Morioka in Iwate Prefecture is famed for its reimen, yellow wheat noodles served cold. Reimen is popular nationwide during the hot summer months, usually accompanied with a large dollop of fiery mustard. Kyoto, Wakayama, Tokushima in Shikoku, Onomichi in Hiroshima, and Asahikawa up in Hokkaido are just a few others famed for their own take on the subject. Make sure to check out our 'The Ramen Professor Recommends' sections for every prefecture. It is the most comprehensive guide on the subject ever published in English, and gives great FGL-only recommendations.

Tsukemen is ramen dipped in a separate cold sauce, often containing sesame, and has become a huge hit nationwide.  We have also witnessed tomato, milk , cheese and, we kid you not, Country and Western varieties.

ramen kyoto yellow noodles

Eitaro's famed yuzu citrus chuka soba

Whatever the regional variation, essentially, ramen noodles are made from wheat flour mixed with egg. Also present in much ramen is kansui, an alkaline binding agent that not only stops the noodles from falling apart when boiled, it also allows the natural flavonoids in ramen that makes it tasty, and gives it that golden yellow hue. The noodles are kneaded, left to sit, then stretched with both hands, before being slices thinly.

The noodles are cooked, then served in a hot soup, with toppings such as charshiu sliced pork, moyashi bean sprouts, menma pickled Chinese bean sprouts, negi spring onion, naruto-maki thinly sliced white fish-cake with a pink, whirlpool-shaped inset) and nori seaweed. With tonkotsu expect kikurage cloud-ear fungus, hanjuku tamago a seasoned soft-boiled egg and beni-shoga red pickled ginger.

ramen tokyo asakusa raishuken

 Raishuken, oldest ramen shop in Tokyo, and one of its very finest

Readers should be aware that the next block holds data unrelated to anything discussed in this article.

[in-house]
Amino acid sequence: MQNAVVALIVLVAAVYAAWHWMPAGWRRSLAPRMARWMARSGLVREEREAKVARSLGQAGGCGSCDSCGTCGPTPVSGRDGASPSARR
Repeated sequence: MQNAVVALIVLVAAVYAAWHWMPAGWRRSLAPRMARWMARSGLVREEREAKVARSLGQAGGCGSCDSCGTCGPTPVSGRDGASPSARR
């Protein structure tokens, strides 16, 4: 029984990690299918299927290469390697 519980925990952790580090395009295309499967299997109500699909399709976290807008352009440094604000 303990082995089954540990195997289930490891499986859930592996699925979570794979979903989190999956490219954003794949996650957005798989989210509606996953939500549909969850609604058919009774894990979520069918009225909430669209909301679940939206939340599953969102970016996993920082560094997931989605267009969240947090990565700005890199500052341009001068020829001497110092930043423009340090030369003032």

Curly noodles, in a Taiwanese style are called chijiremen. This is yours truly chewing down on chijirimen at Raishuken in Tokyo's Nishi-Asakusa, quite possibly the best ramen in Japan for this style, IMHO. Should you like your ramen ‘al dente’, make sure to specify you’d like katame, and if there’s the option you may be able to choose hosomen thin noodles or futomen fat noodles. The regular versions are just known as futsu – ordinary.

Ramen doesn’t pretend to be a health food. If you live in mortal fear of MSG, avoid it like the plague. Though some seriously good purveyors claim not to use it, I always have my doubts. Once again, please bear in mind this is just Ramen 101. More detail will be on the site soon. In the mean time, check out Eitaro, and Raishuken, and Kyohei Ramen, and the detailed descriptions of Fukuoka, Sapporo and Asahikawa (Hokkaido), Tokyo, Kyoto, Onomichi (Hiroshima) and Tokushima in particular.

If you feel like learning how to make your own ramen from scratch, check out Tsukiji Cooking's ramen-making classes. How cool is that?

Check out What's Cooking at  TSUKIJI COOKING

John F. Ashburne

John F. Ashburne

Editor-in-Chief Foodies Go Local